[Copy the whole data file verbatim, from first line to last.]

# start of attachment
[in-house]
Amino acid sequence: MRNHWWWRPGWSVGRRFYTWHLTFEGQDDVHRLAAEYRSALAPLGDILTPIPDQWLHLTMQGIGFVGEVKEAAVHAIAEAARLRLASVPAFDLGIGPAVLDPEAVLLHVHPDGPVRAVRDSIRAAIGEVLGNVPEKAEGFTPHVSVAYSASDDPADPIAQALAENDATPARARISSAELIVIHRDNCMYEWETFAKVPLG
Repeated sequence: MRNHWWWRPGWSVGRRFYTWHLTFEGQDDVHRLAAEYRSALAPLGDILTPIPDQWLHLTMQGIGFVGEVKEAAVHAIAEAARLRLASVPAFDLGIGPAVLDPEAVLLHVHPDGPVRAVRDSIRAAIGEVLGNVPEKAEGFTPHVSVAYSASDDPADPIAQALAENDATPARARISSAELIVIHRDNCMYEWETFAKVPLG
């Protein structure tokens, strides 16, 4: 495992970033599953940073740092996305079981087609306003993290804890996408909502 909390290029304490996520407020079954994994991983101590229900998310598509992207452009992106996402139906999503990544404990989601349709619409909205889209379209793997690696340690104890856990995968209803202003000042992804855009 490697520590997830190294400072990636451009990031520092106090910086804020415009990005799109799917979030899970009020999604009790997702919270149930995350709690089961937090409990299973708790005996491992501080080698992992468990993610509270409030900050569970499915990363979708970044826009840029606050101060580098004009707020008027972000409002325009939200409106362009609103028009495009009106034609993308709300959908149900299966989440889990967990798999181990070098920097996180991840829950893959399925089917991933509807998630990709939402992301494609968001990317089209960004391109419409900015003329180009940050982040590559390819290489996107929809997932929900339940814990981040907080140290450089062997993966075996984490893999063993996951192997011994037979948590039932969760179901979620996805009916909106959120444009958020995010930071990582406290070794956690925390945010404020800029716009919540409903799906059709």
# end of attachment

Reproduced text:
[in-house]
Amino acid sequence: MRNHWWWRPGWSVGRRFYTWHLTFEGQDDVHRLAAEYRSALAPLGDILTPIPDQWLHLTMQGIGFVGEVKEAAVHAIAEAARLRLASVPAFDLGIGPAVLDPEAVLLHVHPDGPVRAVRDSIRAAIGEVLGNVPEKAEGFTPHVSVAYSASDDPADPIAQALAENDATPARARISSAELIVIHRDNCMYEWETFAKVPLG
Repeated sequence: MRNHWWWRPGWSVGRRFYTWHLTFEGQDDVHRLAAEYRSALAPLGDILTPIPDQWLHLTMQGIGFVGEVKEAAVHAIAEAARLRLASVPAFDLGIGPAVLDPEAVLLHVHPDGPVRAVRDSIRAAIGEVLGNVPEKAEGFTPHVSVAYSASDDPADPIAQALAENDATPARARISSAELIVIHRDNCMYEWETFAKVPLG
């Protein structure tokens, strides 16, 4: 495992970033599953940073740092996305079981087609306003993290804890996408909502 909390290029304490996520407020079954994994991983101590229900998310598509992207452009992106996402139906999503990544404990989601349709619409909205889209379209793997690696340690104890856990995968209803202003000042992804855009 490697520590997830190294400072990636451009990031520092106090910086804020415009990005799109799917979030899970009020999604009790997702919270149930995350709690089961937090409990299973708790005996491992501080080698992992468990993610509270409030900050569970499915990363979708970044826009840029606050101060580098004009707020008027972000409002325009939200409106362009609103028009495009009106034609993308709300959908149900299966989440889990967990798999181990070098920097996180991840829950893959399925089917991933509807998630990709939402992301494609968001990317089209960004391109419409900015003329180009940050982040590559390819290489996107929809997932929900339940814990981040907080140290450089062997993966075996984490893999063993996951192997011994037979948590039932969760179901979620996805009916909106959120444009958020995010930071990582406290070794956690925390945010404020800029716009919540409903799906059709």